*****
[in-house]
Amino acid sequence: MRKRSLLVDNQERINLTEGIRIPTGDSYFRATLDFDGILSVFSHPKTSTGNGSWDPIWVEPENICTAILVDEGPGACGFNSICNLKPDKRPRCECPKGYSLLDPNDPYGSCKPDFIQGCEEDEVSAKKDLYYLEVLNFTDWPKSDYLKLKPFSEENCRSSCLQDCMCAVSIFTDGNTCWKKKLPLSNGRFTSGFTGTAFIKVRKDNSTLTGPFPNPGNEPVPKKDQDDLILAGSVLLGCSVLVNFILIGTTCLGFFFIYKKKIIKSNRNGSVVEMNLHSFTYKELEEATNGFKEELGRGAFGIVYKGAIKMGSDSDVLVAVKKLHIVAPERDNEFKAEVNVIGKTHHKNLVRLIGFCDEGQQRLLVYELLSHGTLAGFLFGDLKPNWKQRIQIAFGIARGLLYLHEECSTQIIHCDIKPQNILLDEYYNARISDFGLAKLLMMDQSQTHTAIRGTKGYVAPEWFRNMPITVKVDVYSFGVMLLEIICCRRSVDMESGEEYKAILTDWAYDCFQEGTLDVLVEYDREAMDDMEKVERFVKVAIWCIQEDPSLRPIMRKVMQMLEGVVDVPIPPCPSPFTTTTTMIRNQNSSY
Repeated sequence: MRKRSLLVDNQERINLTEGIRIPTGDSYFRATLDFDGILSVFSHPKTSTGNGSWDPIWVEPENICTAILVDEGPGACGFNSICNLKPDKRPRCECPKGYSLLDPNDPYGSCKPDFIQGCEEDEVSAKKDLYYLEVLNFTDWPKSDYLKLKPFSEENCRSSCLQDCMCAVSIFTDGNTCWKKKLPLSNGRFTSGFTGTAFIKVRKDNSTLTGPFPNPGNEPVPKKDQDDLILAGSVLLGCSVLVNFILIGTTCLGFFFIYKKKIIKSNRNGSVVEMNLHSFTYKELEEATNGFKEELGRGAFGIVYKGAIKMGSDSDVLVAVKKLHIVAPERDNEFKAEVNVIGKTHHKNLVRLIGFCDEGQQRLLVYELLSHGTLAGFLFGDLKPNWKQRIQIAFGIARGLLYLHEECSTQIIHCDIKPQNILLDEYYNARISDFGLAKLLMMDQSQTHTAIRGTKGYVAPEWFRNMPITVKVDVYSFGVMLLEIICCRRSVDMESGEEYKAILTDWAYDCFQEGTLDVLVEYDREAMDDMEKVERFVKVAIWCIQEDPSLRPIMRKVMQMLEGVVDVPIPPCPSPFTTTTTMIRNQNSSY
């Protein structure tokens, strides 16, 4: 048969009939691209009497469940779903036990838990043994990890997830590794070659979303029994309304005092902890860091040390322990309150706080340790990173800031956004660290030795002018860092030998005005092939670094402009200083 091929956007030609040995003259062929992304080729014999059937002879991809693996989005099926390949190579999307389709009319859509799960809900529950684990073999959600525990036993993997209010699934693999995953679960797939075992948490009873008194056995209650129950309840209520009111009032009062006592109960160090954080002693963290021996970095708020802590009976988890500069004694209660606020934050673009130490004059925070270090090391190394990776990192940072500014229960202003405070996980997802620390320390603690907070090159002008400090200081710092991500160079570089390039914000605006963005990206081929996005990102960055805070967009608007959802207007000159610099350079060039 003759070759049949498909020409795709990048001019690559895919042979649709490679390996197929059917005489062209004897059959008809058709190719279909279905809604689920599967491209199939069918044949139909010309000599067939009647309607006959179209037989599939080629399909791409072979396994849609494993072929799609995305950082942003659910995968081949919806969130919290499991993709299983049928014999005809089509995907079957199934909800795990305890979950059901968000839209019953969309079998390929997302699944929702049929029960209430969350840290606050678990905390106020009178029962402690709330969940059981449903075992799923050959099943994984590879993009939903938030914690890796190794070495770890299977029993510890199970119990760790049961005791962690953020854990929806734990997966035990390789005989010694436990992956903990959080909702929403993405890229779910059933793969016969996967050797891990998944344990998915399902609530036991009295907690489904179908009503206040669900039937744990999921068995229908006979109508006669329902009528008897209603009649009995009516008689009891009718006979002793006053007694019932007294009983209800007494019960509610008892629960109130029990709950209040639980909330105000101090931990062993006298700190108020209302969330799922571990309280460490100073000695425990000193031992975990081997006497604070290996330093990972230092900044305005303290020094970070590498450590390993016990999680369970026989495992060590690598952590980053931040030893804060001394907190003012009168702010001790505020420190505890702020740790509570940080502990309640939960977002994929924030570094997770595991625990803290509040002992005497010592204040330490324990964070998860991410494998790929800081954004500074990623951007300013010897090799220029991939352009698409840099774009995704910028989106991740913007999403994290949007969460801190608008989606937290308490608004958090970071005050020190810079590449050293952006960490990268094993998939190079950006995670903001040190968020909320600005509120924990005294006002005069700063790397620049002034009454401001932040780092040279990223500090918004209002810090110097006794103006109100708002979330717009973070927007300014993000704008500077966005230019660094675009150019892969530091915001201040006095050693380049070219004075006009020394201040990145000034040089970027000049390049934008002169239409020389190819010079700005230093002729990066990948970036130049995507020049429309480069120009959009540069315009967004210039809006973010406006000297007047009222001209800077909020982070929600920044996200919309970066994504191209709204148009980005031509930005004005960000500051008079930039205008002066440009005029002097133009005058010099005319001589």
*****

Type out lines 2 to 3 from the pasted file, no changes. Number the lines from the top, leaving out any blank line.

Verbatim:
Amino acid sequence: MRKRSLLVDNQERINLTEGIRIPTGDSYFRATLDFDGILSVFSHPKTSTGNGSWDPIWVEPENICTAILVDEGPGACGFNSICNLKPDKRPRCECPKGYSLLDPNDPYGSCKPDFIQGCEEDEVSAKKDLYYLEVLNFTDWPKSDYLKLKPFSEENCRSSCLQDCMCAVSIFTDGNTCWKKKLPLSNGRFTSGFTGTAFIKVRKDNSTLTGPFPNPGNEPVPKKDQDDLILAGSVLLGCSVLVNFILIGTTCLGFFFIYKKKIIKSNRNGSVVEMNLHSFTYKELEEATNGFKEELGRGAFGIVYKGAIKMGSDSDVLVAVKKLHIVAPERDNEFKAEVNVIGKTHHKNLVRLIGFCDEGQQRLLVYELLSHGTLAGFLFGDLKPNWKQRIQIAFGIARGLLYLHEECSTQIIHCDIKPQNILLDEYYNARISDFGLAKLLMMDQSQTHTAIRGTKGYVAPEWFRNMPITVKVDVYSFGVMLLEIICCRRSVDMESGEEYKAILTDWAYDCFQEGTLDVLVEYDREAMDDMEKVERFVKVAIWCIQEDPSLRPIMRKVMQMLEGVVDVPIPPCPSPFTTTTTMIRNQNSSY
Repeated sequence: MRKRSLLVDNQERINLTEGIRIPTGDSYFRATLDFDGILSVFSHPKTSTGNGSWDPIWVEPENICTAILVDEGPGACGFNSICNLKPDKRPRCECPKGYSLLDPNDPYGSCKPDFIQGCEEDEVSAKKDLYYLEVLNFTDWPKSDYLKLKPFSEENCRSSCLQDCMCAVSIFTDGNTCWKKKLPLSNGRFTSGFTGTAFIKVRKDNSTLTGPFPNPGNEPVPKKDQDDLILAGSVLLGCSVLVNFILIGTTCLGFFFIYKKKIIKSNRNGSVVEMNLHSFTYKELEEATNGFKEELGRGAFGIVYKGAIKMGSDSDVLVAVKKLHIVAPERDNEFKAEVNVIGKTHHKNLVRLIGFCDEGQQRLLVYELLSHGTLAGFLFGDLKPNWKQRIQIAFGIARGLLYLHEECSTQIIHCDIKPQNILLDEYYNARISDFGLAKLLMMDQSQTHTAIRGTKGYVAPEWFRNMPITVKVDVYSFGVMLLEIICCRRSVDMESGEEYKAILTDWAYDCFQEGTLDVLVEYDREAMDDMEKVERFVKVAIWCIQEDPSLRPIMRKVMQMLEGVVDVPIPPCPSPFTTTTTMIRNQNSSY